If your sweetie doesn’t have a sweet tooth, you may be thinking about some roses. Not so fast, Romeo. Likely those blooms came from countries on the other side of the planet, like Kenya or Ecuador. The transportation alone has a substantial environmental impact, but as the industry is very capital intensive, the flowers are increasingly grown by large, foreign-owned producers, providing only jobs at the lowest wage levels, and using unsustainable farming practices. If you must have roses, consider domestic varieties rather than the traditional long-stems, and a potted bush rather than cut ones, which will not only last longer, but will also brighten your beloved’s abode. If you are a little more flexible, there are some flower shops in Tokyo specializing in locally-sourced, organic flowers. We like Wanabiya in Nishi-sugamo, which even makes edible arrangements of flowers and herbs.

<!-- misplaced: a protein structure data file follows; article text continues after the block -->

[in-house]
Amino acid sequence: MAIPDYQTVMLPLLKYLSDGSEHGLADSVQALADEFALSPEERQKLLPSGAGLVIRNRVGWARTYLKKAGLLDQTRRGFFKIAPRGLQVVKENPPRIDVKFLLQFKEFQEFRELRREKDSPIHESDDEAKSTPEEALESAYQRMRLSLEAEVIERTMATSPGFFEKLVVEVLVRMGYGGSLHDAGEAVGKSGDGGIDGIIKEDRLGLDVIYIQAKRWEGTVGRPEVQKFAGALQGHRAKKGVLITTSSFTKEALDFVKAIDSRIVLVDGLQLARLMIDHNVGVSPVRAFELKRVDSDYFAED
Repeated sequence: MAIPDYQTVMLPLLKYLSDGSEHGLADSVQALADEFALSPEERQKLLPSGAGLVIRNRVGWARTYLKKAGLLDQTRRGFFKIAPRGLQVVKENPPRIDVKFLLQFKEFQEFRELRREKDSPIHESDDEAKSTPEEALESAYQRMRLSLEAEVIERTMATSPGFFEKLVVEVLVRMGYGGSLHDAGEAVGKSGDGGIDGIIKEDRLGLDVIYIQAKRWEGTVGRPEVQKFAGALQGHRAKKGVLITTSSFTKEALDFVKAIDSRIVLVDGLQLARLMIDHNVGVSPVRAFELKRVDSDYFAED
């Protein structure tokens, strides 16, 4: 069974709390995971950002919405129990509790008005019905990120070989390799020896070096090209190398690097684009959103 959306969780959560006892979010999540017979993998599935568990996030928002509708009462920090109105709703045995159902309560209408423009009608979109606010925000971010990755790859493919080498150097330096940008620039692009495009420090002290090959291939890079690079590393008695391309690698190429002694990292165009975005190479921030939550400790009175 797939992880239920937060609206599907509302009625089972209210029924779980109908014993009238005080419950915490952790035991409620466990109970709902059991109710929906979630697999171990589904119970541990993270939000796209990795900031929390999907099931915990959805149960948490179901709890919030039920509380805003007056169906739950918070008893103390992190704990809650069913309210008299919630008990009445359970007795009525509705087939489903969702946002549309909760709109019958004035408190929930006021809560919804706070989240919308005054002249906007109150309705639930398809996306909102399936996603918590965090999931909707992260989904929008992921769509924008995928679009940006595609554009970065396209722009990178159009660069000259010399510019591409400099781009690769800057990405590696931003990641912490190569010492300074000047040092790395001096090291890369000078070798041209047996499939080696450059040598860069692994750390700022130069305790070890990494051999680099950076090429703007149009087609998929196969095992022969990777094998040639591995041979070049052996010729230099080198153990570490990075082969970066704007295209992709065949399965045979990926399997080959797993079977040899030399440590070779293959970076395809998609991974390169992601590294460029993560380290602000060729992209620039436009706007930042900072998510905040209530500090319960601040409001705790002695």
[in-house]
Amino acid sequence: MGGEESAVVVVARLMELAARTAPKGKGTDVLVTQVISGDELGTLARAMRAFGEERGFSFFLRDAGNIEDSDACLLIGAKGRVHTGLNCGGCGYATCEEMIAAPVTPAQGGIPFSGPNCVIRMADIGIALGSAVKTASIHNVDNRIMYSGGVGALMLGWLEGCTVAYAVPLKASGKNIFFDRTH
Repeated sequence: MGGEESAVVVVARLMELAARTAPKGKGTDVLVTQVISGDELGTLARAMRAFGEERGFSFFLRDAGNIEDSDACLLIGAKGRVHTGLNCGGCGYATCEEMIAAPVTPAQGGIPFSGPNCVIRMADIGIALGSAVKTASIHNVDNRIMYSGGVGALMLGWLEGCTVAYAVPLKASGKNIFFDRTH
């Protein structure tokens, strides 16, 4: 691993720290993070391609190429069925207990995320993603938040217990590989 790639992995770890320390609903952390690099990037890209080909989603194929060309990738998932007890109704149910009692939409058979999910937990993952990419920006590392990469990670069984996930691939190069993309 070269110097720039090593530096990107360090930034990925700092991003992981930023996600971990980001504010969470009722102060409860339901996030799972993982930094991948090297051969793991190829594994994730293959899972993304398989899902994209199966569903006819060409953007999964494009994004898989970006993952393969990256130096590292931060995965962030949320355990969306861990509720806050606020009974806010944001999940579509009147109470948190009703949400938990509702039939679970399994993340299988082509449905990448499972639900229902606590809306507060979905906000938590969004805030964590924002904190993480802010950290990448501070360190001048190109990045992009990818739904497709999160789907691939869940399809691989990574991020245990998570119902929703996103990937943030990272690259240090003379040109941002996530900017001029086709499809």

If things are getting very serious, you may be thinking about jewelry, but we run into problems here too. Despite the popularity of the movie Blood Diamond a few years back, there is still very little awareness in Japan about conflict gemstones. Precious metals are just as troublesome, since mining practices often have a huge negative environmental impact, labor issues abound, and soaring demand and prices allow them to fuel ongoing conflicts.

If you go to a brick-and-mortar shop in Tokyo, you are likely to get confused looks if you ask about sourcing. Even the stores which are prepared to talk about it can generally provide only a Kimberley Certification, which is problematic due to its very limited definition of what constitutes a conflict stone. Still, even asking the questions can have a positive impact by demonstrating a customer interest, and there are also online shops that specialize in low-impact, conflict-free jewelry, like Brilliant Earth, which ships to Japan and has a huge selection.

So there it is—some more ethical twists on your traditional Valentine’s Day gifts. Now you have no excuse not to get out there and feel the love!

For more information on the companies and shops mentioned, see http://zotter.jp, www.peopletree.co.jp, www.wanabiya.com, and www.brilliantearth.com